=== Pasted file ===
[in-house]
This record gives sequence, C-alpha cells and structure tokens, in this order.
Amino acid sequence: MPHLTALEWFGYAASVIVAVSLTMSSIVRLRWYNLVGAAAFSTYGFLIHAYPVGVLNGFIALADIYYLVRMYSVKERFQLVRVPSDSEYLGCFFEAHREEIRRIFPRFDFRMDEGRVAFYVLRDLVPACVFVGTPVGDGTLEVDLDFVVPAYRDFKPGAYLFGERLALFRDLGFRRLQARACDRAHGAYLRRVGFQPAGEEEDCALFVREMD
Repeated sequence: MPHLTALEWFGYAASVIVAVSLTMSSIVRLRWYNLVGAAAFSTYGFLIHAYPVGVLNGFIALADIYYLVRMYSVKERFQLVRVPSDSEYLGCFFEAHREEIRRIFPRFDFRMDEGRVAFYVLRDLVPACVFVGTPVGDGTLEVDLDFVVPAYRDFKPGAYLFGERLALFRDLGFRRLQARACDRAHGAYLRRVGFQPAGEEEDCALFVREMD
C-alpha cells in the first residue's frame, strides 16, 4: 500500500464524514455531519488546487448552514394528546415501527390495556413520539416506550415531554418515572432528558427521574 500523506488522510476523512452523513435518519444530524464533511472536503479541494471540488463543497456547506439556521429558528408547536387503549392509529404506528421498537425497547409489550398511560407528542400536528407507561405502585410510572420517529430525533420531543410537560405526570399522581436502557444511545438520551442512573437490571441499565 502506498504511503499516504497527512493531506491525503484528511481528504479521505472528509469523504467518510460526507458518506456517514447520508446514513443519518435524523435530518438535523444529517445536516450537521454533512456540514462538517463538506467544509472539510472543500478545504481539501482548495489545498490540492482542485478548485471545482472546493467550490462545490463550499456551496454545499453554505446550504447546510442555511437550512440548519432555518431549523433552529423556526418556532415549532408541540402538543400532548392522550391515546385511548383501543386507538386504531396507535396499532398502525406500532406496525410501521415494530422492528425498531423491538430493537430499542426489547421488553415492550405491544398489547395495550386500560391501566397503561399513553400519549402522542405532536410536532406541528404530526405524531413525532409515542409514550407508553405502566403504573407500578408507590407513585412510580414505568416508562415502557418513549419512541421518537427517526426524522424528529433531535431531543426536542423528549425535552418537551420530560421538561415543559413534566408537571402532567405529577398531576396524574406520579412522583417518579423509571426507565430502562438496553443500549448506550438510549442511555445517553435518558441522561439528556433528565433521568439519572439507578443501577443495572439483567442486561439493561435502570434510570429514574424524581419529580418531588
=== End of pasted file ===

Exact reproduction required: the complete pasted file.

[in-house]
This record gives sequence, C-alpha cells and structure tokens, in this order.
Amino acid sequence: MPHLTALEWFGYAASVIVAVSLTMSSIVRLRWYNLVGAAAFSTYGFLIHAYPVGVLNGFIALADIYYLVRMYSVKERFQLVRVPSDSEYLGCFFEAHREEIRRIFPRFDFRMDEGRVAFYVLRDLVPACVFVGTPVGDGTLEVDLDFVVPAYRDFKPGAYLFGERLALFRDLGFRRLQARACDRAHGAYLRRVGFQPAGEEEDCALFVREMD
Repeated sequence: MPHLTALEWFGYAASVIVAVSLTMSSIVRLRWYNLVGAAAFSTYGFLIHAYPVGVLNGFIALADIYYLVRMYSVKERFQLVRVPSDSEYLGCFFEAHREEIRRIFPRFDFRMDEGRVAFYVLRDLVPACVFVGTPVGDGTLEVDLDFVVPAYRDFKPGAYLFGERLALFRDLGFRRLQARACDRAHGAYLRRVGFQPAGEEEDCALFVREMD
C-alpha cells in the first residue's frame, strides 16, 4: 500500500464524514455531519488546487448552514394528546415501527390495556413520539416506550415531554418515572432528558427521574 500523506488522510476523512452523513435518519444530524464533511472536503479541494471540488463543497456547506439556521429558528408547536387503549392509529404506528421498537425497547409489550398511560407528542400536528407507561405502585410510572420517529430525533420531543410537560405526570399522581436502557444511545438520551442512573437490571441499565 502506498504511503499516504497527512493531506491525503484528511481528504479521505472528509469523504467518510460526507458518506456517514447520508446514513443519518435524523435530518438535523444529517445536516450537521454533512456540514462538517463538506467544509472539510472543500478545504481539501482548495489545498490540492482542485478548485471545482472546493467550490462545490463550499456551496454545499453554505446550504447546510442555511437550512440548519432555518431549523433552529423556526418556532415549532408541540402538543400532548392522550391515546385511548383501543386507538386504531396507535396499532398502525406500532406496525410501521415494530422492528425498531423491538430493537430499542426489547421488553415492550405491544398489547395495550386500560391501566397503561399513553400519549402522542405532536410536532406541528404530526405524531413525532409515542409514550407508553405502566403504573407500578408507590407513585412510580414505568416508562415502557418513549419512541421518537427517526426524522424528529433531535431531543426536542423528549425535552418537551420530560421538561415543559413534566408537571402532567405529577398531576396524574406520579412522583417518579423509571426507565430502562438496553443500549448506550438510549442511555445517553435518558441522561439528556433528565433521568439519572439507578443501577443495572439483567442486561439493561435502570434510570429514574424524581419529580418531588